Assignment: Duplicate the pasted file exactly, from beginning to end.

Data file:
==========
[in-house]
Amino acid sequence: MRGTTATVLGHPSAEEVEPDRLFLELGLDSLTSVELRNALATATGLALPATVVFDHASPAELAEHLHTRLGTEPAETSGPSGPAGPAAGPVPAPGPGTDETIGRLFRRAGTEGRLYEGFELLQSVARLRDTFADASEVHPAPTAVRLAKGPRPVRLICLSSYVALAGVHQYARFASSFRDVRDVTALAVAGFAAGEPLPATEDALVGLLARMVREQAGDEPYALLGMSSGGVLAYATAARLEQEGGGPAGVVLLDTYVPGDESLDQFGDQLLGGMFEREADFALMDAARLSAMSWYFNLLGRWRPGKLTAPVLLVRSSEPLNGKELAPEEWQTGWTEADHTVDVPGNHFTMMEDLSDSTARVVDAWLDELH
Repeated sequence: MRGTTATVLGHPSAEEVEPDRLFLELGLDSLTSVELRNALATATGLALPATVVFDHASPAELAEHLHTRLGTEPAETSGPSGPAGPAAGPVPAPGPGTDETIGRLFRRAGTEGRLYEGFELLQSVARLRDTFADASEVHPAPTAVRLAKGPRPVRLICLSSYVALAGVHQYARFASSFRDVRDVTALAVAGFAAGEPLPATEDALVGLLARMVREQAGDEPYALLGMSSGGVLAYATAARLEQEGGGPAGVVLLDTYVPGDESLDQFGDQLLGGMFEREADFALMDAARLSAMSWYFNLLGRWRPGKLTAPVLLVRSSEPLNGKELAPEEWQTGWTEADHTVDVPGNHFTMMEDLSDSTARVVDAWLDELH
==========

[in-house]
Amino acid sequence: MRGTTATVLGHPSAEEVEPDRLFLELGLDSLTSVELRNALATATGLALPATVVFDHASPAELAEHLHTRLGTEPAETSGPSGPAGPAAGPVPAPGPGTDETIGRLFRRAGTEGRLYEGFELLQSVARLRDTFADASEVHPAPTAVRLAKGPRPVRLICLSSYVALAGVHQYARFASSFRDVRDVTALAVAGFAAGEPLPATEDALVGLLARMVREQAGDEPYALLGMSSGGVLAYATAARLEQEGGGPAGVVLLDTYVPGDESLDQFGDQLLGGMFEREADFALMDAARLSAMSWYFNLLGRWRPGKLTAPVLLVRSSEPLNGKELAPEEWQTGWTEADHTVDVPGNHFTMMEDLSDSTARVVDAWLDELH
Repeated sequence: MRGTTATVLGHPSAEEVEPDRLFLELGLDSLTSVELRNALATATGLALPATVVFDHASPAELAEHLHTRLGTEPAETSGPSGPAGPAAGPVPAPGPGTDETIGRLFRRAGTEGRLYEGFELLQSVARLRDTFADASEVHPAPTAVRLAKGPRPVRLICLSSYVALAGVHQYARFASSFRDVRDVTALAVAGFAAGEPLPATEDALVGLLARMVREQAGDEPYALLGMSSGGVLAYATAARLEQEGGGPAGVVLLDTYVPGDESLDQFGDQLLGGMFEREADFALMDAARLSAMSWYFNLLGRWRPGKLTAPVLLVRSSEPLNGKELAPEEWQTGWTEADHTVDVPGNHFTMMEDLSDSTARVVDAWLDELH